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Recently, I was working on my fantasy world's zodiac, when I realized that I still hadn't worked out how the constellations were supposed to fit together in the night sky. This caused me a good deal of consternation. I've been experimenting a lot since then, but I simply don't know how to go about making a star chart. So I ask you all:

What would be the best way for me to make a star map?

Yes, I know a program would make it much easier, and I would appreciate whatever software suggestions you have, but I'm specifically looking for how to make the maps using pencil and paper. Being able to access and scribble on my star maps without having to print them off would be very useful.

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    $\begingroup$ Good and best are opinion based qualities that render this question too open ended and subjective to be a good fit for this site. $\endgroup$
    – sphennings
    Jul 25 at 3:25
  • $\begingroup$ This is not a place to solicit suggestions. A question here must have a specific answer. Please consider placing your question in the Sandbox so it can be formatted in a way suitable for this site. $\endgroup$
    – Vogon Poet
    Jul 25 at 16:40
  • $\begingroup$ @Vogon Poet My apologies, I thought that a question fishing for worldbuilding processes would be appropriate. Also, thank you for directing me to the sandbox. I am new on the site, and I don't know about things like that yet. $\endgroup$
    – Alkamede
    Jul 26 at 0:45
  • $\begingroup$ You're welcome. There are some places devoted to the creative process, where you can discuss ideas and tools, but this site is strictly for problem solving within your world. The world must exist and have a solvable single problem. Then this community can provide expert help in solving it. $\endgroup$
    – Vogon Poet
    Jul 26 at 1:57

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Draw it on a globe

The thing with a star map is that every zodiac constellation is clearly visible only one time during the year, (meaning that the star maps moves). The only place with stable stars are to the north (i.e. the North Star) and to the extreme south (i.e. the Southern Cross).

To mimic this effect using paper and pencil, a three dimensional object would be best. The inside of a globe would be perfect, (i.e. yes, paint the inside of a gigantic sphere) but if you want a quick and dirty solution because doing that is too much trouble (for some reason), the outside of sphere is pretty similar. Just rotate the globe to get a good idea of what the direct image of the stars moving along would look like, but this is only a good approximation towards the zodiac constellations, again, the celestial north stars (again, North Star) can't really be represented with this model.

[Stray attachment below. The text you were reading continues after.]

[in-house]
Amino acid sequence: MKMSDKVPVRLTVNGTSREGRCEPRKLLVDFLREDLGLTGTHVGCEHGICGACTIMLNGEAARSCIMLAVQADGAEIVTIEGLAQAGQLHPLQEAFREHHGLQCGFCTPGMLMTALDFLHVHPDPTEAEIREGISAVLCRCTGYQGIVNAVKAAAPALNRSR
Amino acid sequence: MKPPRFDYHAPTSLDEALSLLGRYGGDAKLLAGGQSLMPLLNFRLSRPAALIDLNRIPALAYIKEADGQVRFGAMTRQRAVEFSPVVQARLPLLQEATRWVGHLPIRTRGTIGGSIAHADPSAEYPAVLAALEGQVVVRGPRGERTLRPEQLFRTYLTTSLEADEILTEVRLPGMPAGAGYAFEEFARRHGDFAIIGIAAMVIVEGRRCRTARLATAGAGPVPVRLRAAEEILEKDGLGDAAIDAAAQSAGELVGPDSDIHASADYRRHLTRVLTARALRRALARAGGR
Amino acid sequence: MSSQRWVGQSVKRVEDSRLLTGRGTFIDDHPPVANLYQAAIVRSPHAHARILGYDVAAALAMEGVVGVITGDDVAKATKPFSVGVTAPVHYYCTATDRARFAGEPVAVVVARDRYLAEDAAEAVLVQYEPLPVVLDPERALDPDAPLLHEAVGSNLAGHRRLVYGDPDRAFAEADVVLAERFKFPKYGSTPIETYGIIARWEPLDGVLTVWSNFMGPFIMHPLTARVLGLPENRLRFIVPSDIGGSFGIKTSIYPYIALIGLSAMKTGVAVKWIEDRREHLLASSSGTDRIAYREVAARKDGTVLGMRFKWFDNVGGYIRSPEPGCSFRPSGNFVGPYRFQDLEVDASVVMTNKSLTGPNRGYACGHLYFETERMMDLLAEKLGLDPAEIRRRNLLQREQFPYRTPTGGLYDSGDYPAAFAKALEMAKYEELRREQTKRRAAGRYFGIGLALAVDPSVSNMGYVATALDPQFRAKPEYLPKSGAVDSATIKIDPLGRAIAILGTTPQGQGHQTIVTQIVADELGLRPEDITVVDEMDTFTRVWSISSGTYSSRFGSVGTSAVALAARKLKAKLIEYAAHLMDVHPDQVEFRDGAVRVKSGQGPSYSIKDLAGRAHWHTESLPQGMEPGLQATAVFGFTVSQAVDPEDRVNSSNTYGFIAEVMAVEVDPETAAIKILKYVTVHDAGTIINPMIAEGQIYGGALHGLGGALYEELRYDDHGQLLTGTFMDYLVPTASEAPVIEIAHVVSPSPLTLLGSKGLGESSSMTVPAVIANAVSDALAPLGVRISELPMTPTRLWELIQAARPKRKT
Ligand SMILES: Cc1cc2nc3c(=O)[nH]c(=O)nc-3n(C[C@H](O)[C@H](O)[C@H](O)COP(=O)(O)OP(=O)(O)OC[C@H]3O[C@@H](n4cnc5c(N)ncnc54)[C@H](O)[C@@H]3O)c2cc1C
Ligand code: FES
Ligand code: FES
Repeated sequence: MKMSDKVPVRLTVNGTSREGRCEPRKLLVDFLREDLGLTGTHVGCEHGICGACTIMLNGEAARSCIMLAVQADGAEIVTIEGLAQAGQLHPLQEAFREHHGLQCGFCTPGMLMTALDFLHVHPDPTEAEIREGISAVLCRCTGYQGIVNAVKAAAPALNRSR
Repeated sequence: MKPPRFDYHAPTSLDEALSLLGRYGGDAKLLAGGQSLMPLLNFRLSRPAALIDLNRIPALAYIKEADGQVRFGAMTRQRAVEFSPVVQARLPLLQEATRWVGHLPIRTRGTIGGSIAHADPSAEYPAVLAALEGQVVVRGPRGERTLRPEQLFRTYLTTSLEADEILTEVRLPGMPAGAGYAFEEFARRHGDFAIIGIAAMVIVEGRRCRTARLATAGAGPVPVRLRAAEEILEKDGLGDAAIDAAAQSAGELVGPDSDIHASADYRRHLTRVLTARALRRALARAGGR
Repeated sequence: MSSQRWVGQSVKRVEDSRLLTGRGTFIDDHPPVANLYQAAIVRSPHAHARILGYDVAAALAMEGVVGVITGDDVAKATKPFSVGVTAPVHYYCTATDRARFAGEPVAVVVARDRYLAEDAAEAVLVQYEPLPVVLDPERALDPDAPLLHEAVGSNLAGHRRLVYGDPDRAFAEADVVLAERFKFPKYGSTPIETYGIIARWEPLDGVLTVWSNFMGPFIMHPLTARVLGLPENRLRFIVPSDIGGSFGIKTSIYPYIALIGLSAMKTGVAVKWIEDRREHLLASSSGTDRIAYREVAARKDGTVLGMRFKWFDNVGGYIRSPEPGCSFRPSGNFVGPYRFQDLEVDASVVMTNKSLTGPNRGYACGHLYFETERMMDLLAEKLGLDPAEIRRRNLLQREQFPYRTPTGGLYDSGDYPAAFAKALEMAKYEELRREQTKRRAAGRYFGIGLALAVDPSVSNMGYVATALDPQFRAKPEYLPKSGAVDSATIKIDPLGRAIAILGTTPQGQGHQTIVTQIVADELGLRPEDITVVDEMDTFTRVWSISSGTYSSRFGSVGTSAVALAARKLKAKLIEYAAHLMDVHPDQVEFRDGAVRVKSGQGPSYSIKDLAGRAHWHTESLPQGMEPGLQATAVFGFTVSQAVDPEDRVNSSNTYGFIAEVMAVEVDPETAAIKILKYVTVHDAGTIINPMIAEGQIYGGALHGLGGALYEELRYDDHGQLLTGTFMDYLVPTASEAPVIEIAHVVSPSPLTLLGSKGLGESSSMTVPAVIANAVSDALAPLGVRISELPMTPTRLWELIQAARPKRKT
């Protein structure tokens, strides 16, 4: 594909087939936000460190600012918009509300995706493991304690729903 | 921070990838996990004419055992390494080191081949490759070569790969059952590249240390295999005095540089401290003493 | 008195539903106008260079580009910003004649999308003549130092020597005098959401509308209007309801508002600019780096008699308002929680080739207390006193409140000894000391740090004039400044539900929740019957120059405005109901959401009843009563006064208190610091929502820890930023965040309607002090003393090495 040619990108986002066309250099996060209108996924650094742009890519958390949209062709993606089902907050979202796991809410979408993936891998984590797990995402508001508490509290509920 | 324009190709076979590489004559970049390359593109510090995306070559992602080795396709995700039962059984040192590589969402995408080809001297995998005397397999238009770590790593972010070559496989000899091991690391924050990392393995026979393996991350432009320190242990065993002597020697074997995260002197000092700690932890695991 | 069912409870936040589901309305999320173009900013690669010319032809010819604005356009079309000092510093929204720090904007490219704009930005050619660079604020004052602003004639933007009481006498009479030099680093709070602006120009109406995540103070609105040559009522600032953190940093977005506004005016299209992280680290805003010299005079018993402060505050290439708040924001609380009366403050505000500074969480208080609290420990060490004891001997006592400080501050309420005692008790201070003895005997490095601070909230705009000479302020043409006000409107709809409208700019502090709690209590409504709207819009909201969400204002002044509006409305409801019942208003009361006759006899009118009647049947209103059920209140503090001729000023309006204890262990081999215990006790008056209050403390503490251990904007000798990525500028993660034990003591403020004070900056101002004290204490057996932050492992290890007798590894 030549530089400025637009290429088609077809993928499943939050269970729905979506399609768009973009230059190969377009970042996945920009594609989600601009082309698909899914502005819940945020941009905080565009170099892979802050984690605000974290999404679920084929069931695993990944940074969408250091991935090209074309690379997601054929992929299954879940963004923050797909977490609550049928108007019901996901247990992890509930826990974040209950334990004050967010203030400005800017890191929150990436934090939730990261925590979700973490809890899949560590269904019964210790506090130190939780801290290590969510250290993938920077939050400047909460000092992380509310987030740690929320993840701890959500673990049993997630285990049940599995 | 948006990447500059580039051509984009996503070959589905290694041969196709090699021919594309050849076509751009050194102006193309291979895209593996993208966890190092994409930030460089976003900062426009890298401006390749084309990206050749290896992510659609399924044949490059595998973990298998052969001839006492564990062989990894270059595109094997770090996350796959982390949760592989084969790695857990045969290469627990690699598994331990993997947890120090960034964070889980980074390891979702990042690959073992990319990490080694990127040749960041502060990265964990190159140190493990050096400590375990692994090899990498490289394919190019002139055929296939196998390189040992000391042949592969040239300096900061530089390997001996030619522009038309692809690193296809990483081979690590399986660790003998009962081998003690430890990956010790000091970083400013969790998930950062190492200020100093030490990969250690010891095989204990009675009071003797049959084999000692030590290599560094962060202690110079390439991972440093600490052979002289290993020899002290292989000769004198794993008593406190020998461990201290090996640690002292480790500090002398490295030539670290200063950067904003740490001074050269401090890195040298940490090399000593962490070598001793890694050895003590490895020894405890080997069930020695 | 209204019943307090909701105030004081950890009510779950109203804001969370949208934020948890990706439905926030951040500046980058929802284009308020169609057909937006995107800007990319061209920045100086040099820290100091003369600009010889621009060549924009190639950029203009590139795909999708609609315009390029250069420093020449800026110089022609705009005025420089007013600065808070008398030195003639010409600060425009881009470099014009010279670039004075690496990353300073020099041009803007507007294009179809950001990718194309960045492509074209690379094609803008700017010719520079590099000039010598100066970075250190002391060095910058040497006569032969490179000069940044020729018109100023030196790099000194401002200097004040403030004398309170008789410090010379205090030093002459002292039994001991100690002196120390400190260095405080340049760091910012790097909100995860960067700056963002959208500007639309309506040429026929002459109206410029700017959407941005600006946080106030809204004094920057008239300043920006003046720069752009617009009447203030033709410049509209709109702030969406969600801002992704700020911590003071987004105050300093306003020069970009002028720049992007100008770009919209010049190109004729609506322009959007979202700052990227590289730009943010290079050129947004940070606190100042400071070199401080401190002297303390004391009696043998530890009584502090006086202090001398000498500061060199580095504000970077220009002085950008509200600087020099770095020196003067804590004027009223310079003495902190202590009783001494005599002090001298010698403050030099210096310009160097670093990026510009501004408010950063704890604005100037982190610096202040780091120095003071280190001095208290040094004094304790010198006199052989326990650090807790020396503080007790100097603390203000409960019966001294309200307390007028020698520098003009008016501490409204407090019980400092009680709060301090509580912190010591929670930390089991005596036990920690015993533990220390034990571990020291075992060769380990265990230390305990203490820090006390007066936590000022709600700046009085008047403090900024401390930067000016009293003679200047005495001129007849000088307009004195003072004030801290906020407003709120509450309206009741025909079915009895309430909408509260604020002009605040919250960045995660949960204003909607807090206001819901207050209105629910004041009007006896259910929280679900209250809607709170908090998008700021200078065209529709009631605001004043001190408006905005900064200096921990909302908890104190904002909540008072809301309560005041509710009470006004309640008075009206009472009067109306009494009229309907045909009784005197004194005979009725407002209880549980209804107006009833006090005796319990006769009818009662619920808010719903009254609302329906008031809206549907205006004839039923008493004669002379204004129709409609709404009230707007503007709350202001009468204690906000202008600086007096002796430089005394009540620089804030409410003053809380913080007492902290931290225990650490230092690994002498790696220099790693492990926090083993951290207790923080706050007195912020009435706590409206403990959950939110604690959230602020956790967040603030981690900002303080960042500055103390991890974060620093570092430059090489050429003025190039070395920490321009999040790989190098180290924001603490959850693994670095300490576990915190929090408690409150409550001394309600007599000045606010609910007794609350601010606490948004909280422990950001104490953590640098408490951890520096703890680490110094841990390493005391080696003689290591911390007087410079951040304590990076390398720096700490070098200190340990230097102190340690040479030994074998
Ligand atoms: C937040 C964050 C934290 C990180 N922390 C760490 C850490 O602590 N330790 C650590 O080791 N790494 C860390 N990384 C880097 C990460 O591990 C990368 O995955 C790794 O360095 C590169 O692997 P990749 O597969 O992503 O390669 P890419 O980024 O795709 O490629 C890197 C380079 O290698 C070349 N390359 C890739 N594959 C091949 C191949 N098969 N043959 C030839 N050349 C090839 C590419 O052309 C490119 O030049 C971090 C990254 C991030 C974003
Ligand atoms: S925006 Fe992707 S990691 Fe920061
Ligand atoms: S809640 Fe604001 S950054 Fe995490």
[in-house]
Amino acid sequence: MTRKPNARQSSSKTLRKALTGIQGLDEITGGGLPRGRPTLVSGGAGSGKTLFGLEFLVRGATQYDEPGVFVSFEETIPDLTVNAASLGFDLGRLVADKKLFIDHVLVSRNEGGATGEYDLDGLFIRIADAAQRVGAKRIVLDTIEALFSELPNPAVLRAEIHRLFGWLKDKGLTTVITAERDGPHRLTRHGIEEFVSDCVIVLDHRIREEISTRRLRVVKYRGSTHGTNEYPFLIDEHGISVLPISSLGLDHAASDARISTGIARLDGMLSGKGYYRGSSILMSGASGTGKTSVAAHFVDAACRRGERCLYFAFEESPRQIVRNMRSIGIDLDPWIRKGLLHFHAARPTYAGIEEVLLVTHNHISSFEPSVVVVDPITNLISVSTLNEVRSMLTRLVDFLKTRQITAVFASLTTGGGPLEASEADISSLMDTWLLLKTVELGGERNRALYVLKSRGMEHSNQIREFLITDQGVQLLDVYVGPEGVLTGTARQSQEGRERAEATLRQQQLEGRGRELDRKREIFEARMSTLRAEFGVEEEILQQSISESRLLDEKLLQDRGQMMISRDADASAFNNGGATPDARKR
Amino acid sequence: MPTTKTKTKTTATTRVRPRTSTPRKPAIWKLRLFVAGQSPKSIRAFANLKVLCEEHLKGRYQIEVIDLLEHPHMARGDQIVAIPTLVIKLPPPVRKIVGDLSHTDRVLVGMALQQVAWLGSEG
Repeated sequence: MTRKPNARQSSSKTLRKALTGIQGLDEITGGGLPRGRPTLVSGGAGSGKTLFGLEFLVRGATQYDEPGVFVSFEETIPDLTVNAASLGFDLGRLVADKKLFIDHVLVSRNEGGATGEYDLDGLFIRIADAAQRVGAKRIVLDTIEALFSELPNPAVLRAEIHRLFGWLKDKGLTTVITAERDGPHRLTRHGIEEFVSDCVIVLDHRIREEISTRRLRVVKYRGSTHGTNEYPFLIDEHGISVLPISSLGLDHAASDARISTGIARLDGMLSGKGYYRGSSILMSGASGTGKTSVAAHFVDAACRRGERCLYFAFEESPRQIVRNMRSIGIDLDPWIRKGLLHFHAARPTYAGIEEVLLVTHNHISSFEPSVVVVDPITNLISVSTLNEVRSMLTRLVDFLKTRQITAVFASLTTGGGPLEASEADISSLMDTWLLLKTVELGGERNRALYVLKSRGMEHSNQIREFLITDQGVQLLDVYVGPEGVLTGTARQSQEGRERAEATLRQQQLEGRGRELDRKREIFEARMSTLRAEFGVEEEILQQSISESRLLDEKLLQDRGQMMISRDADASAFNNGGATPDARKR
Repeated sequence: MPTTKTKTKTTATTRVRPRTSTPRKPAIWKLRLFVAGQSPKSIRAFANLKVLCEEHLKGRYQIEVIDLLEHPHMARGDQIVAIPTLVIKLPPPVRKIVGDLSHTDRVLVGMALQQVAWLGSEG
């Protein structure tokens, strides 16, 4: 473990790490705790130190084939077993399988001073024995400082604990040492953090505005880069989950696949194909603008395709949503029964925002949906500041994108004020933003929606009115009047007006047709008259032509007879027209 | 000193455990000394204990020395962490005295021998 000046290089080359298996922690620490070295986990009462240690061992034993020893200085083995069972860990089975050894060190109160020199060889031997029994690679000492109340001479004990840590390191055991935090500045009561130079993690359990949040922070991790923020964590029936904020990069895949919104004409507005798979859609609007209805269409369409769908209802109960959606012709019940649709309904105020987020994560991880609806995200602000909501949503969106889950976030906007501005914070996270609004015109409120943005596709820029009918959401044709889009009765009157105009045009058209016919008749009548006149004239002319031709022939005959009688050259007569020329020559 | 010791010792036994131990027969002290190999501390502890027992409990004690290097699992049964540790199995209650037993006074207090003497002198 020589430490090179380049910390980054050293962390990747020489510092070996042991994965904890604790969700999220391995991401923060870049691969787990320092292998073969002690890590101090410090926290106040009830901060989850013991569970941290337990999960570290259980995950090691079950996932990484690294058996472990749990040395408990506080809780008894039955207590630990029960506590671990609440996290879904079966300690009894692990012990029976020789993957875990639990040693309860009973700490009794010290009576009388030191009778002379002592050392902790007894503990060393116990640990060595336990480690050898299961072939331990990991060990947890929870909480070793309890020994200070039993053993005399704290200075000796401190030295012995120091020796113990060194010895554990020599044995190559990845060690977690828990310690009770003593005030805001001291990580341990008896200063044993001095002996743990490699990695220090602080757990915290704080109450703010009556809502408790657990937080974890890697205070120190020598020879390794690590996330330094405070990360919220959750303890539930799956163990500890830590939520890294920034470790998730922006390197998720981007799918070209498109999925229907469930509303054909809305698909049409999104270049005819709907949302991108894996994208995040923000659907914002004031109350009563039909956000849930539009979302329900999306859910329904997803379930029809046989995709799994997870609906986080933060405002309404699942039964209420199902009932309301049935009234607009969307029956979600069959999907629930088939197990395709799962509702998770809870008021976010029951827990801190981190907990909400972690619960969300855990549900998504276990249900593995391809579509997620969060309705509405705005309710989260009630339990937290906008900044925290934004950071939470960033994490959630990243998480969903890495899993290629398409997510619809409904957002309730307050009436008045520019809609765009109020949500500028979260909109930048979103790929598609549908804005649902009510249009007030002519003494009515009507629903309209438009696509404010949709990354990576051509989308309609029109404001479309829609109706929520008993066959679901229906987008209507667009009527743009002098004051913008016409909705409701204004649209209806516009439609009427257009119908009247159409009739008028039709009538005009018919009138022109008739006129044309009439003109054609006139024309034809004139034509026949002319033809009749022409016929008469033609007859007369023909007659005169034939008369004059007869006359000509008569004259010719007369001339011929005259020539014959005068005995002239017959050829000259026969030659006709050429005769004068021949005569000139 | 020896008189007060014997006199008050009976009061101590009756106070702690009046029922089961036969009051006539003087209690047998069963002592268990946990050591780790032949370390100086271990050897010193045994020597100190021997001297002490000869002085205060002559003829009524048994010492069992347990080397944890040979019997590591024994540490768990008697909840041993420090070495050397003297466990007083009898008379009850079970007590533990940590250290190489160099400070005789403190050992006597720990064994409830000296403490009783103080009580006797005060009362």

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    $\begingroup$ "Every zodiac constellation is clearly visible only one time during the year": At moderate latitudes, that, everywhere except polar regions, about half of them are plainly visible every night -- about four or five of them in summer, seven or eight of them in winter. $\endgroup$
    – AlexP
    Jul 25 at 4:29
  • $\begingroup$ I didn't say 'plainly', I said 'clearly', meaning visible directly overhead. I know how stargazing works. $\endgroup$
    – Halfthawed
    Jul 25 at 11:43
  • $\begingroup$ The zodiacal constellations can ever be directly overhead only between the tropics, and even there not all the time. For example at 45 degrees latitude a zodiacal constellation can never be higher than 68 degrees, and that only in winter. And anyway, the celestial sphere rotates. During a notional 12 hour night, six consecutive zodiacal constellations will culminate, one after the other. $\endgroup$
    – AlexP
    Jul 25 at 15:14
  • $\begingroup$ Hence the globe suggestion. Because you can rotate a globe. $\endgroup$
    – Halfthawed
    Jul 25 at 18:24
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Night time satellite maps!

USA!

the us at night

https://www.nasa.gov/mission_pages/NPP/news/earth-at-night.html

Europe!

europe

https://www.nasa.gov/sites/default/files/images/712130main_8246931247_e60f3c09fb_o.jpg

You need random stars. These are not stars of course and they are not random. But as far as an assortment of bright points they are a fine place to start. Then you can use them to draw your constellations.

The good thing about using nighttime maps of real places is that you can print up maps, write on them with pencil, and if you dont like it print up another one. You can use only the biggest cities or additonal depending on how many stars you want. Maybe the regions will give you ideas for the constellations.

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